In my childhood home in suburban Minneapolis thirty years later in the 1950s, we had good kitchen refrigeration (though no air-conditioning), but in addition to a refrigerator and storage freezer, we still maintained a de facto root cellar. The basement was partitioned into a play area and a utility area which held the furnace and water heater; one corner of that unheated area was used for storage of potatoes, which we bought by the gunny sack.
Today I learned, from an article in the Wisconsin State Journal, that winter storage of vegetables may improve their sweetness -
"This is a phenomenon called cold-sweetening," says UW-Madison horticulture professor Irwin Goldman. As plants produce sugars through photosynthesis, most are combined and stored in the plant as starches and other large polymers. But in response to cold temperatures, some plants break down some of their energy stores into "free" sugars, such as glucose and fructose, and stash them in their cells to guard against frost damage. Sugar dissolved in a cell makes it less susceptible to freezing in the same way that salting roads reduces ice...The photo, from the Minnesota Historical Society, shows the large root cellar at the Oliver H. Kelley farm, a historical farm preserved for educational purposes.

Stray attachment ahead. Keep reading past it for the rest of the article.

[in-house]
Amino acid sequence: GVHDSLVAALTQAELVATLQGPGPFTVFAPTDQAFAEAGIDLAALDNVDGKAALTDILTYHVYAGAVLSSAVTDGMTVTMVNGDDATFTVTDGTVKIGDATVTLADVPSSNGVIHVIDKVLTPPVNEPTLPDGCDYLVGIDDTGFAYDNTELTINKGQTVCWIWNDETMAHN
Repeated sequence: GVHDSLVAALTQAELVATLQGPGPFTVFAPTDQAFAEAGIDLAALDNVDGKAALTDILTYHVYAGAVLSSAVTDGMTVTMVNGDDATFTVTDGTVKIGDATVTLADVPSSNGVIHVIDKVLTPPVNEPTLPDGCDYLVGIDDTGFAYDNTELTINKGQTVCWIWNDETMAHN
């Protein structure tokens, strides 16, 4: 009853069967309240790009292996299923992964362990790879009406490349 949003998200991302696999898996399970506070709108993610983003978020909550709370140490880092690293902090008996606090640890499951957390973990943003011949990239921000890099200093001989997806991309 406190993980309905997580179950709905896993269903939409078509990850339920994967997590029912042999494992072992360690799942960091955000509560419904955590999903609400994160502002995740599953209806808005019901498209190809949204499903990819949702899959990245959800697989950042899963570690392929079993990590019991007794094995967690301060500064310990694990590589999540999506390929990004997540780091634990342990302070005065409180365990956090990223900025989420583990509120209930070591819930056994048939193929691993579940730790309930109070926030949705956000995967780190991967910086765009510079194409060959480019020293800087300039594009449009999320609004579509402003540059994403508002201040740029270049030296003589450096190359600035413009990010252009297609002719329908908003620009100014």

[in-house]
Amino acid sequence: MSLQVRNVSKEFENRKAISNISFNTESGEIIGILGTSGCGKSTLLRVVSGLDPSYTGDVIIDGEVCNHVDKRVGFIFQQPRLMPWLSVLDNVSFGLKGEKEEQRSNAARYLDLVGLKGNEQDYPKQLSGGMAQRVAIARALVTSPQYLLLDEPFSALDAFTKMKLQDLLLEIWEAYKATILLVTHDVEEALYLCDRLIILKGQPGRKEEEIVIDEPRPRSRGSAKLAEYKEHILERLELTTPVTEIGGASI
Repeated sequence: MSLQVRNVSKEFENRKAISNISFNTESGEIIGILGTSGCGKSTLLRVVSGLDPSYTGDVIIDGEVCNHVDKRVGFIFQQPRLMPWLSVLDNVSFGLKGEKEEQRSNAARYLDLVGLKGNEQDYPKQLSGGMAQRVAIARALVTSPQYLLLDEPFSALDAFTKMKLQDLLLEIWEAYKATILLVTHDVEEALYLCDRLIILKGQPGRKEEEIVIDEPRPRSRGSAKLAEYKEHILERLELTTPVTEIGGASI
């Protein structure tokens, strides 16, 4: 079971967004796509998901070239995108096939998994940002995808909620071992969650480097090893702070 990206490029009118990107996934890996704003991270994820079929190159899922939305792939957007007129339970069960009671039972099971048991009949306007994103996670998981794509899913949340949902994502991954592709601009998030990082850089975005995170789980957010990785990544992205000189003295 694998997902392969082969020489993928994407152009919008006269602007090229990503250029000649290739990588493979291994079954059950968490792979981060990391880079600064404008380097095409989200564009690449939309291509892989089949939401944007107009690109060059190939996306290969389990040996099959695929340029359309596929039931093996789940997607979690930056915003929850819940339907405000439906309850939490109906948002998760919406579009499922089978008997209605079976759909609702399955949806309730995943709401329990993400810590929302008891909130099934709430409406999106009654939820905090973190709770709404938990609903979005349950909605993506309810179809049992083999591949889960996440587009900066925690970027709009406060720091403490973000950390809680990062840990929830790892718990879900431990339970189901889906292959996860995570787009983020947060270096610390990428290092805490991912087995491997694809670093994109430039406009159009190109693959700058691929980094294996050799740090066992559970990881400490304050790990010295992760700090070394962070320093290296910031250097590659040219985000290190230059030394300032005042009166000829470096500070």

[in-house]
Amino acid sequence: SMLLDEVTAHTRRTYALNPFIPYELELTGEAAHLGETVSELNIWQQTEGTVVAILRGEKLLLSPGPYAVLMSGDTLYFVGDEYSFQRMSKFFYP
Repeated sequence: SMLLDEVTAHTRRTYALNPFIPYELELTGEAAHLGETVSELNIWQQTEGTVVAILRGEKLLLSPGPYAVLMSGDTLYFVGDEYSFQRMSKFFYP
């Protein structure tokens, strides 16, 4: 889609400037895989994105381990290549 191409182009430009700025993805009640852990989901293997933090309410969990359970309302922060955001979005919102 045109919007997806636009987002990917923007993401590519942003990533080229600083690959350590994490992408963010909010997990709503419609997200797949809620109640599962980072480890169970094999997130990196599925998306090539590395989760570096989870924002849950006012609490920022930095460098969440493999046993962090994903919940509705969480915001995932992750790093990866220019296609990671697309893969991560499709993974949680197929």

Cold-sweetening occurs in many cold-tolerant vegetable plants. Local consumers may have experienced it in Wisconsin-grown winter spinach, but it also happens in beets, broccoli, carrots and even potatoes.
In fact, Goldman says, cooks may find that cold-stored potatoes turn brown when cooked, due to caramelizing of the extra sugar. This can be avoided by moving cold potatoes to warmer storage areas to recondition them and allow the sugars to convert back to starch before cooking them.